SFWU members working in home support have won a huge victory after years of campaigning.  The former Minister of Health Tony Ryall, along with providers, has signed a $38 million agreement with SFWU and the PSA providing for home support workers' travel time to be paid at least the minimum wage from 1 July 2015.

The agreement also includes an increase in the mileage allowance to a minimum of 50 cents an hour from 1 March 2016 and an annual review of these rates. Most importantly, it provides for an expert advisory group to work on how to implement guaranteed, secure hours of work for our home support members within 24 months of the agreement being signed.

Takaka home support worker and SFWU member, Patricia Martin, said the announcement was a victory for union members. 

The plan will now go out to our members for ratification. 




Minimum wage leaves thousands of working families in poverty
Posted On: Wednesday, 8 February 2012

“The Government’s announcement today that the minimum wage will rise by 50 cents an hour is a tragic disappointment for hard working families on the lowest rates,” said Service and Food Workers Union national secretary John Ryall.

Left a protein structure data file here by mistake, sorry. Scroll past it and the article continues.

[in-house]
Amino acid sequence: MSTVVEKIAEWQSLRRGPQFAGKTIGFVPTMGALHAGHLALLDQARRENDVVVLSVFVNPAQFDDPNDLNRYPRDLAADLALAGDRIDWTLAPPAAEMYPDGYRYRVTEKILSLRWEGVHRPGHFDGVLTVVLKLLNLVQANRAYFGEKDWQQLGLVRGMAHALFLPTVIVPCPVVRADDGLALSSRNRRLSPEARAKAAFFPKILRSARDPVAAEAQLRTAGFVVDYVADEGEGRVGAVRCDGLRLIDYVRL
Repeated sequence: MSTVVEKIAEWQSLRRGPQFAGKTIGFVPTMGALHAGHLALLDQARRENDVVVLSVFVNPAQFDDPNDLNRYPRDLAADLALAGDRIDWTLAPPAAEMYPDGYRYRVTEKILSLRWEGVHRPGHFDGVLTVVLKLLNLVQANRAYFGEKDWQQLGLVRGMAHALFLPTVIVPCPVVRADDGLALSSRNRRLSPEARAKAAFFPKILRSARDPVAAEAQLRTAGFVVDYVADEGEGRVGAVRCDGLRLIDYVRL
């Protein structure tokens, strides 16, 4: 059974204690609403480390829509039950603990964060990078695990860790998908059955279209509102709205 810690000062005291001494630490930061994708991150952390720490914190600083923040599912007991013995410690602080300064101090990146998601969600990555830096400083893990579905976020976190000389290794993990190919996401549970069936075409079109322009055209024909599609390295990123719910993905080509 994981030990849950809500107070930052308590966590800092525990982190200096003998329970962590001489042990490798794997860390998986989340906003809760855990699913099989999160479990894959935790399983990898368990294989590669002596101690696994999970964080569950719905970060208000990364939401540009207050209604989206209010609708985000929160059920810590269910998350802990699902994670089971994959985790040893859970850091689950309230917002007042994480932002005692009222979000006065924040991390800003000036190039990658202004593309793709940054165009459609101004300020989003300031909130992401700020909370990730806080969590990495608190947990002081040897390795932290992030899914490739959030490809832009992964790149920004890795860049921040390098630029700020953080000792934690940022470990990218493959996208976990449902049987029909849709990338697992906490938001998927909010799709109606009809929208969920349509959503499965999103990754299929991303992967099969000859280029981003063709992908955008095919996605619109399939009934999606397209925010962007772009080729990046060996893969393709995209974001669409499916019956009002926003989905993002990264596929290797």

“While any increase is better than nothing, this leaves thousands of working families in poverty and will increase inequality in New Zealand.”

John Ryall said many members of the SFWU, who are currently paid below or a few cents above the minimum wage, were already struggling to survive and feed their families.

He said many thousands of others who are paid around $14 have now had their hopes of a decent increase dashed by the Government’s announcement.

“Many of our members will remain below the minimum wage, even though they are performing vitally important roles, providing care for some of the most vulnerable New Zealanders. The fact is $13.50, or $14 an hour, are not a living wage,” said John Ryall.

“Increasingly New Zealanders are uniting around a call for a more equitable society, where all workers receive a living wage. Until the very lowest pay rates are increased, the equity gap will grow and with it, poverty in New Zealand.”


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